France and Nuclear Weapons, 2020

Some excerpts from President Macron’s 2020 speech on France’s Defense and Deterrence Strategy:

Seeking peace, France is committed to a disarmament approach, which furthers global stability and security. France has a unique track record in the world, in keeping with its responsibilities and interests, having dismantled irreversibly its land-based nuclear component, its nuclear test facilities, its fissile material for weapons production facilities, and having reduced the size of its arsenal, which is currently under 300 nuclear weapons. These decisions are in line with our rejecting any type of arms race and our keeping the format for our nuclear deterrent at a level of strict sufficiency.

Every day, I take on this ultimate responsibility, which is at the core of the duties of President, with the strongest determination. It is carried out through nuclear deterrence. Like the transparency and the trust we owe to the international community, which is part of our responsibilities as a “nuclear-weapon State” under the NPT, exercising deterrence requires a strictly defensive, clear and predictable doctrine, the main foundations of which I am recalling here today.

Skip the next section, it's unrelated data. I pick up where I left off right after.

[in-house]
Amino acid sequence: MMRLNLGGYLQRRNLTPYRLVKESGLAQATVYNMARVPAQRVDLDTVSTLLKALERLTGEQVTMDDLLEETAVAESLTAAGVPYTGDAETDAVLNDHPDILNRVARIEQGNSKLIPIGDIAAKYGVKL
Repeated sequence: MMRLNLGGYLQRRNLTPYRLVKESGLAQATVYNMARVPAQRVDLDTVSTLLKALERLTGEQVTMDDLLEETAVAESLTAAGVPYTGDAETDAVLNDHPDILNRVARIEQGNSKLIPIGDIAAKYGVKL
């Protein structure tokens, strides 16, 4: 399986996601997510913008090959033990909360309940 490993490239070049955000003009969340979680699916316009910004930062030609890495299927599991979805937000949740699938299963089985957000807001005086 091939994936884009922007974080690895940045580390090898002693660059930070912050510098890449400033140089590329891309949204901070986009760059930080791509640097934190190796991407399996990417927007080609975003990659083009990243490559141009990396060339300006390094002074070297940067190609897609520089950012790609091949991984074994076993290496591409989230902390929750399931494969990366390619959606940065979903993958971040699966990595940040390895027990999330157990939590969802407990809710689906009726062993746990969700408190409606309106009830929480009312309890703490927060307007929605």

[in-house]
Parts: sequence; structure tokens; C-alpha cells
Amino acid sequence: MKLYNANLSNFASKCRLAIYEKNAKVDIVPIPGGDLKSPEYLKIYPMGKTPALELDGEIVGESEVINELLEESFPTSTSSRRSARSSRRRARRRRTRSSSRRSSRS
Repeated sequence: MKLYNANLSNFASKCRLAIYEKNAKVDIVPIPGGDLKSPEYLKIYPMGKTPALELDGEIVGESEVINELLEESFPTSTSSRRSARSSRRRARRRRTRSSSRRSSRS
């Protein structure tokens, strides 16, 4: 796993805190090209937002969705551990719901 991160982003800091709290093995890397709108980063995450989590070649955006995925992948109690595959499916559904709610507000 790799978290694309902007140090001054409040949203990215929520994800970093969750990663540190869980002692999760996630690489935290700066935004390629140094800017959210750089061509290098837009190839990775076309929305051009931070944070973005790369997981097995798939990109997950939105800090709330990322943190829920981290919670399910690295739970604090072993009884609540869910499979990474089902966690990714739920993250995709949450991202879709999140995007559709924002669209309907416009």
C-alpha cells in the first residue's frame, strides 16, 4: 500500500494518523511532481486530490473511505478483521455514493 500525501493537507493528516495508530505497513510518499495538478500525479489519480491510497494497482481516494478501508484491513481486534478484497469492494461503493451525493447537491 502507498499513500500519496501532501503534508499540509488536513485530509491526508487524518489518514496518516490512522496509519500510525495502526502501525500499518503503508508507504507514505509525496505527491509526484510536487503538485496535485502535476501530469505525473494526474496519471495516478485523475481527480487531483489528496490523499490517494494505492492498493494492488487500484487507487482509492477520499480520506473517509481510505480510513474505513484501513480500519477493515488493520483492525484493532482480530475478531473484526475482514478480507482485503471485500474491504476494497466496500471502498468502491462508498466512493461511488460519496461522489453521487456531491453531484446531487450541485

Should the leader of any State underestimate France’s deep-rooted attachment to its freedom and consider threatening our vital interests, whatever they may be, that leader must realize that our nuclear forces are capable of inflicting absolutely unacceptable damages upon that State’s centres of power: its political, economic and military nerve centres.

Our nuclear forces have been configured to that purpose with the required flexibility and responsiveness. Should there be any misunderstanding about France’s determination to protect its vital interests, a unique and one-time-only nuclear warning could be issued to the aggressor State to clearly demonstrate that the nature of the conflict has changed and to re-establish deterrence.

Within this framework, France draws on a daily basis on the two components of its nuclear forces, which are complementary. I have taken and will continue to take the decisions necessary to maintain their long-term operational credibility at the level of strict sufficiency required by the international environment.

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